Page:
While a retail version of the PPV would likely add significant sales volume to GM’s share of a police car market comprising up to 80,000 vehicles a year, Mr Reuss ruled out the possibility of reversing the decision to axe the Pontiac G8.

“It was painful watching this from Australia,” Mr Reuss said of Pontiac’s (and the G8’s) demise. “I lost one full shift of people and plant with G8.

“Well, I cannot say at this point, because I don’t know, but it does not look good for that (the return of the Pontiac G8). Things happened.” Of course, that doesn’t mean a short-wheelbase Commodore-based Chevrolet version of the long-wheelbase PPV is out of the question.

In fact, asked what the future holds for rear-wheel-drive cars in Chevrolet’s North American portfolio, Mr Reuss said: “You know I came up from Down Under, so I still think RWD – if done efficiently and with low mass – is relevant and a ton of fun.” Mr Reuss said GM would also investigate the US employment of the Holden-calibrated 3.0-litre version of the company’s global V6, which is now available in the Commodore.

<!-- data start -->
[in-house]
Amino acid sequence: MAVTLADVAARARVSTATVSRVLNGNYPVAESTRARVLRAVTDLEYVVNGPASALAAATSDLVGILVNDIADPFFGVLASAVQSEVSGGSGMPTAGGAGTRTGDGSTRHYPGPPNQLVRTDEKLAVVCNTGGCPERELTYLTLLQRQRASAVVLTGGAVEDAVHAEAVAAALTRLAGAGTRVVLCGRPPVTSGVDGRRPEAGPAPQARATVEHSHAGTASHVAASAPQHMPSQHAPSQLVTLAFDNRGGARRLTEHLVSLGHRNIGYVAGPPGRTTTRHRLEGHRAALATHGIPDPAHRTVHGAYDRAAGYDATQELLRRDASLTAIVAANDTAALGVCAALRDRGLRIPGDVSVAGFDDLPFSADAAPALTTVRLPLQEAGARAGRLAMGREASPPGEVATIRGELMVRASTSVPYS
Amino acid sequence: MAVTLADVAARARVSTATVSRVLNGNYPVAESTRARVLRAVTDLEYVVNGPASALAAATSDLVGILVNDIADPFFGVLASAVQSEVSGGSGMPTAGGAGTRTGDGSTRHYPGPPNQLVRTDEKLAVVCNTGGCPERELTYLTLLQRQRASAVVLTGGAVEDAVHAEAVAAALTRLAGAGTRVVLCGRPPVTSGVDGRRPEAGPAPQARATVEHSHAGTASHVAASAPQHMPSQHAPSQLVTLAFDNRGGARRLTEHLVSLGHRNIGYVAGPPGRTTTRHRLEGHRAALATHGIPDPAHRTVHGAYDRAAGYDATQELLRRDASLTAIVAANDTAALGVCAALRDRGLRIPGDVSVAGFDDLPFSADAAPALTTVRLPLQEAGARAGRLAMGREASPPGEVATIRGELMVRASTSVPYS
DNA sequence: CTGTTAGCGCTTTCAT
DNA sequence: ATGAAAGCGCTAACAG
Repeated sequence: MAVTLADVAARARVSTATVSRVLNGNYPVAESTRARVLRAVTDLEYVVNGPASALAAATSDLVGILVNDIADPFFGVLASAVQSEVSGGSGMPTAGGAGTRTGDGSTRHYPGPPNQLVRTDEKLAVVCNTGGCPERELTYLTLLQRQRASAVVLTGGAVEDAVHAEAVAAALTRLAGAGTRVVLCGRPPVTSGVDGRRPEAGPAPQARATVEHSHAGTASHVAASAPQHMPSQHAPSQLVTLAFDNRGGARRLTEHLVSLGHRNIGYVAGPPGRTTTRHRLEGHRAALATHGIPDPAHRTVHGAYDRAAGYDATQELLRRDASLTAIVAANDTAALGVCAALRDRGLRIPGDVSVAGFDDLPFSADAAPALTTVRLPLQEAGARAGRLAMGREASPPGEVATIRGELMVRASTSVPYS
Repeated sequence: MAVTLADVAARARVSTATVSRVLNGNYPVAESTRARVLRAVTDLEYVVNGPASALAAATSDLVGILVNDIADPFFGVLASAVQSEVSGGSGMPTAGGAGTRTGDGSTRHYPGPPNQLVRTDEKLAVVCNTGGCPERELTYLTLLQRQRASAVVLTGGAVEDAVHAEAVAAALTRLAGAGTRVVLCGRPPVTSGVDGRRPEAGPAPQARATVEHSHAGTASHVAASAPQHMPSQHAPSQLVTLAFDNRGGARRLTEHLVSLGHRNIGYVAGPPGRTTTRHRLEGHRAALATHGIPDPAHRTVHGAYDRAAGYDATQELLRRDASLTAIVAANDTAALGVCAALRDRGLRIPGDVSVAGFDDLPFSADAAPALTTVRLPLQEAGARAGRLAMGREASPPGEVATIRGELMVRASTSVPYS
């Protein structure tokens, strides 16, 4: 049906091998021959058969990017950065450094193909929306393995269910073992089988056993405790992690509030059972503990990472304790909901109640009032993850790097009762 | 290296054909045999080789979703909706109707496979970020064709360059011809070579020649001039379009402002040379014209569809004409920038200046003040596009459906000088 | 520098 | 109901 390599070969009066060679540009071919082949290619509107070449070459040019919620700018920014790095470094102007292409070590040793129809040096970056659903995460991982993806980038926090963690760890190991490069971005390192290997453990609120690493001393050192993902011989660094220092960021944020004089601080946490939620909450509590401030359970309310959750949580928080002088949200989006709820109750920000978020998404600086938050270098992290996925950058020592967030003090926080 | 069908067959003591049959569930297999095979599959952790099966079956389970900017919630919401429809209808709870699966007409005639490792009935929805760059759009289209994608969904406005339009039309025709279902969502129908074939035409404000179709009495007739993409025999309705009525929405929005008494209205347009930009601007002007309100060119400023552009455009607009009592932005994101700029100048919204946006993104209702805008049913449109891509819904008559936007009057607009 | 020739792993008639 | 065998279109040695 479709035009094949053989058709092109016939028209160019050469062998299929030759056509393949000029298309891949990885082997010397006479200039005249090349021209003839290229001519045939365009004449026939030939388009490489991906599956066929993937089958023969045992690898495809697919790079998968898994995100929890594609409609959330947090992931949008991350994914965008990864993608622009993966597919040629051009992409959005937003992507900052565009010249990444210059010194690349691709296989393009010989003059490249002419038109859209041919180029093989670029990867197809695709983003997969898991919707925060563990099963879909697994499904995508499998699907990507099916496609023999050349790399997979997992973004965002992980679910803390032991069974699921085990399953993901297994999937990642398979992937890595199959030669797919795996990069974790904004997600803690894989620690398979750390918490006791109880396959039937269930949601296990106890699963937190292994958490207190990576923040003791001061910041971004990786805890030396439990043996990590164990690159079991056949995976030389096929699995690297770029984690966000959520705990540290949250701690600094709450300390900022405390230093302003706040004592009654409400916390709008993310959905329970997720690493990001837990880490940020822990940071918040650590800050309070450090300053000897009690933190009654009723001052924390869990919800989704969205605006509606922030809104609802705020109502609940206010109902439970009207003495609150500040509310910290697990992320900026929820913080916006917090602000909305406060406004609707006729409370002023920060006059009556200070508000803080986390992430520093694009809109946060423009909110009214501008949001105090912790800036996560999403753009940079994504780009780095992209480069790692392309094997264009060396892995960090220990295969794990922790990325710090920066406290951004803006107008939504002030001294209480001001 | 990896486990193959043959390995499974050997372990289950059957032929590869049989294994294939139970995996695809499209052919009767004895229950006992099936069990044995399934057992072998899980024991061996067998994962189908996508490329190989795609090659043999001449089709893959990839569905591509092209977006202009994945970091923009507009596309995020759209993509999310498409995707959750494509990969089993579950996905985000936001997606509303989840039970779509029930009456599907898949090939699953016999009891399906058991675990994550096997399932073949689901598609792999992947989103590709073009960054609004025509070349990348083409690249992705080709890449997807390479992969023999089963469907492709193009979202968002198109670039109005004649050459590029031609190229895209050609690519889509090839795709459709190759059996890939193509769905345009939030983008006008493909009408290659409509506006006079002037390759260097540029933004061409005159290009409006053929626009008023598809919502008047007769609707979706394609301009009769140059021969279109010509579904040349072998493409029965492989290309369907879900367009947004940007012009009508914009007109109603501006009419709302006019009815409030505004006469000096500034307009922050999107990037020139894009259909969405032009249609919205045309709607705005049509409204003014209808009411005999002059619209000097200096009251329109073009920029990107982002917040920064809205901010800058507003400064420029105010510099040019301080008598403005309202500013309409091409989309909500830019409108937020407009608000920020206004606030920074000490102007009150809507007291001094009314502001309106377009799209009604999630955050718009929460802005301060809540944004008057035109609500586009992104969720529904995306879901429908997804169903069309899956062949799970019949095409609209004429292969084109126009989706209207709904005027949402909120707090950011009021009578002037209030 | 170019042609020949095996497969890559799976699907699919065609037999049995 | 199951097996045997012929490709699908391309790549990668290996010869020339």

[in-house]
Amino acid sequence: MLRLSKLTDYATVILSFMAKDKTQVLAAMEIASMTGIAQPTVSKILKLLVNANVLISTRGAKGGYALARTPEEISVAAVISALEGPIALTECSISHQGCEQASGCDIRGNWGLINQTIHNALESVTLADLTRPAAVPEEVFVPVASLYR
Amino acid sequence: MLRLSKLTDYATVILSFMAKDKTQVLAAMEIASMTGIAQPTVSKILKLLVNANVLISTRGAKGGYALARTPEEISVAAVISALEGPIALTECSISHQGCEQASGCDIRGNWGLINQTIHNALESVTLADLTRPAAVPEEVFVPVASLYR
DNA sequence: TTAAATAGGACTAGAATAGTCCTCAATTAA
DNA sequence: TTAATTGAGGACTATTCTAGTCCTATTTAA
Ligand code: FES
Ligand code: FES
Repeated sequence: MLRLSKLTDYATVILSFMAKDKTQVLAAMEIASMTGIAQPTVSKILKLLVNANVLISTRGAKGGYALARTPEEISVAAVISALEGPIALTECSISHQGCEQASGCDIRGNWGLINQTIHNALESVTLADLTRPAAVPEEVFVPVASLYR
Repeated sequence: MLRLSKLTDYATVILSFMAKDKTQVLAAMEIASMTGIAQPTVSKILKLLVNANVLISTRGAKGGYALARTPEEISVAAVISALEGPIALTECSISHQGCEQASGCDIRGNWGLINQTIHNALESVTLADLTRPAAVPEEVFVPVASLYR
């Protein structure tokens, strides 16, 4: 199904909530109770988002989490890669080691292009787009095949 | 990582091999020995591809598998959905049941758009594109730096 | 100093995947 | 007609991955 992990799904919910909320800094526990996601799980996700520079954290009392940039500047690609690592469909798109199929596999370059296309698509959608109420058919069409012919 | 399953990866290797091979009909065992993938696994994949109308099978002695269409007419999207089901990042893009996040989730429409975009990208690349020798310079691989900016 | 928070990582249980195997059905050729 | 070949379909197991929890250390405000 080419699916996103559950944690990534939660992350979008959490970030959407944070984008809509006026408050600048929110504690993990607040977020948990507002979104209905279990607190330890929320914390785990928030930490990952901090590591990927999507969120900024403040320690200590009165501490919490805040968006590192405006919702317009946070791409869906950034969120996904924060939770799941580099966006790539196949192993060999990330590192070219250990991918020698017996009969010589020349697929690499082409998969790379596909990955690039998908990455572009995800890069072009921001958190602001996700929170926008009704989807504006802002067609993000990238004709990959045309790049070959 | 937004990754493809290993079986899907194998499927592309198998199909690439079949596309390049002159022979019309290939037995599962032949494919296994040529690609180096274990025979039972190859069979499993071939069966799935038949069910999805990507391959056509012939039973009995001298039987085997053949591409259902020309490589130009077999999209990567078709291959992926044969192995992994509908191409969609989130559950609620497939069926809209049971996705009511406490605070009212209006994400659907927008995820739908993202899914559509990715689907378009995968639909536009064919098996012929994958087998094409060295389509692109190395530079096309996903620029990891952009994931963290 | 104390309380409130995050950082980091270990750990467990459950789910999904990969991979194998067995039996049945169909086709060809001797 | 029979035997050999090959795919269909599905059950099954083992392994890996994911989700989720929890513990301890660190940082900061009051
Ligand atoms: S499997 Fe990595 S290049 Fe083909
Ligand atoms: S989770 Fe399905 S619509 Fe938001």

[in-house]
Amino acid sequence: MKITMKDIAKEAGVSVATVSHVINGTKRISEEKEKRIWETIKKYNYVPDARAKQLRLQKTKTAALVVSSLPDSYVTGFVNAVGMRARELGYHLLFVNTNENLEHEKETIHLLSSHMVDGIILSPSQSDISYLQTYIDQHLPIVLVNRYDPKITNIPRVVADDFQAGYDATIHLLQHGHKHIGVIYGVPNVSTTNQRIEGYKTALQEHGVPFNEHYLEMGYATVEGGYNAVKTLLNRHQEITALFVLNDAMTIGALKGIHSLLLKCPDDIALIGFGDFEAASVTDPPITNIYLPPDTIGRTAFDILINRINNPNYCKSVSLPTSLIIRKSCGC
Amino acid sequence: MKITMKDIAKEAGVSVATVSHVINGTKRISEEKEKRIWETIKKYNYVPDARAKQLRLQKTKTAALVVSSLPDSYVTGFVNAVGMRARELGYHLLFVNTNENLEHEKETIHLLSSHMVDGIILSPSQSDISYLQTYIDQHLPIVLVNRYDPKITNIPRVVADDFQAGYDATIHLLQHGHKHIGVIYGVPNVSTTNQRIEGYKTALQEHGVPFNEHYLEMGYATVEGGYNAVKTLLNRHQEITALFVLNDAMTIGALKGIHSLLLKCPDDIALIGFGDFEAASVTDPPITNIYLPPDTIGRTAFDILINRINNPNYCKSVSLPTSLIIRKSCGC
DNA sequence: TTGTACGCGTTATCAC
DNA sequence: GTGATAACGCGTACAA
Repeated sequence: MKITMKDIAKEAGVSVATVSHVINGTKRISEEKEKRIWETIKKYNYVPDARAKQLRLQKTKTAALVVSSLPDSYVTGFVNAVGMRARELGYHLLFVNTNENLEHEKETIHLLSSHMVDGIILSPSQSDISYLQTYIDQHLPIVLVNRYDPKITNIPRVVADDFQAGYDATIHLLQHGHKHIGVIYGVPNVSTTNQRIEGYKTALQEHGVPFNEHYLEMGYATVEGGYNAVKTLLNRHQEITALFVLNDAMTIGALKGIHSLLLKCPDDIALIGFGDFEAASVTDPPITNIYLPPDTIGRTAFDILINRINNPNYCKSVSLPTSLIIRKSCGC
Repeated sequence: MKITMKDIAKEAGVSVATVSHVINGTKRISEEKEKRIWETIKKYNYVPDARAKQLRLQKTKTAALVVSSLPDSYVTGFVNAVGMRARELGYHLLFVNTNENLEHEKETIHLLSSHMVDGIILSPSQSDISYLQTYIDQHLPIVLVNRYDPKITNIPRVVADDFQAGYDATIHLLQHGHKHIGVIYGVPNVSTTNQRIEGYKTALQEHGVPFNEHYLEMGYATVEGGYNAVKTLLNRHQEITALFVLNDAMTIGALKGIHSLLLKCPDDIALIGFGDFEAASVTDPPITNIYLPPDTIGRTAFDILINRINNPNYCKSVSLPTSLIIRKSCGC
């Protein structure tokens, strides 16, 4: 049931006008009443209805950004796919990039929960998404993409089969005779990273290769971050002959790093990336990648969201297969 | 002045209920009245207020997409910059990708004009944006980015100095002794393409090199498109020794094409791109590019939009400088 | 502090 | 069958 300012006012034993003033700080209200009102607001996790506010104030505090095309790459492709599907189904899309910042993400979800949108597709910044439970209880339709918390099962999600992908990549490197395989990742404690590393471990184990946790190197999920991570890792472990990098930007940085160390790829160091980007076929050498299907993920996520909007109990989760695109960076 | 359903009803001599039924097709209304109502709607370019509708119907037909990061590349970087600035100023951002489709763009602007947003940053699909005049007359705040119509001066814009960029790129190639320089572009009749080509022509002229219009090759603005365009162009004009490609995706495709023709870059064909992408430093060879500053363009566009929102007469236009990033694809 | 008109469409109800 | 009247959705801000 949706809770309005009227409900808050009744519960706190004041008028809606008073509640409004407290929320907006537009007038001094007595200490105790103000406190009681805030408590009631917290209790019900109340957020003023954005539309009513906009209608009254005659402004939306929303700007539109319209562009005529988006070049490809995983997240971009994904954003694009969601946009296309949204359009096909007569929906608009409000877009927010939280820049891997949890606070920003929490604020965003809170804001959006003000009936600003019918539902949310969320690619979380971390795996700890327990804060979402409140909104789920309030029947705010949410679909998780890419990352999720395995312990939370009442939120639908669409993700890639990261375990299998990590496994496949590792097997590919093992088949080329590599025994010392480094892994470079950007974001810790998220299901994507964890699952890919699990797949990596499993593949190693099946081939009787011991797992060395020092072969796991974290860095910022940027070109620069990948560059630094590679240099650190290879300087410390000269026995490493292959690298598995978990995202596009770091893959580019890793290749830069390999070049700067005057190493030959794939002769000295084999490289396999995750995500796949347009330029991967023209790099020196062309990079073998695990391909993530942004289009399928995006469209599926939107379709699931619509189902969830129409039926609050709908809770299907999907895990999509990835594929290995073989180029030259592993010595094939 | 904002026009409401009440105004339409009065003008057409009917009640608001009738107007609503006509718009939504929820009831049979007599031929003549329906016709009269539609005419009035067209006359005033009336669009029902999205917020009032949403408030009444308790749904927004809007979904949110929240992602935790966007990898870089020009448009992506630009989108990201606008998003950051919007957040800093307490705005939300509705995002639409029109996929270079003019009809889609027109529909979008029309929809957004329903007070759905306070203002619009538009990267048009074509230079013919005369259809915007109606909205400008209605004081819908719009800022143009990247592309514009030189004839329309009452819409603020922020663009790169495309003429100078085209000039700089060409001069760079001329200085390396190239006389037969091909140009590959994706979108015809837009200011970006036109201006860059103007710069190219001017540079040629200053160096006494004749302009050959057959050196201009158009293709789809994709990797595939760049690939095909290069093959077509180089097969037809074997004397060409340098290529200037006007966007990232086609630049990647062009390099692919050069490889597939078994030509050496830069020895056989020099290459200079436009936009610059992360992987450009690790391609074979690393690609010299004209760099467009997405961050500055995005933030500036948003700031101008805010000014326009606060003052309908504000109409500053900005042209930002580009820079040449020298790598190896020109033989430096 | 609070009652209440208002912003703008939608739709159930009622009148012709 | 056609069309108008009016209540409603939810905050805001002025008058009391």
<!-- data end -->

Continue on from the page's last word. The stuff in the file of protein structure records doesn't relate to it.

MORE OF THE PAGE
“The 3.0-litre V6 is a challenge to calibrate depending on the vehicle. We did it really well on the RWD Zeta in Oz – just introduced it down under and it rocks. So, I need to get into this here in NA and look at how we did it and bring some of that knowledge into it.” Earlier in the week in his first media interview as North America president, Mr Reuss said his 18 months in Australia was a testing but rewarding time, due mainly to the challenges of being effectively quarantined from Holden’s parent company as GM entered Chapter 11 bankruptcy proceedings.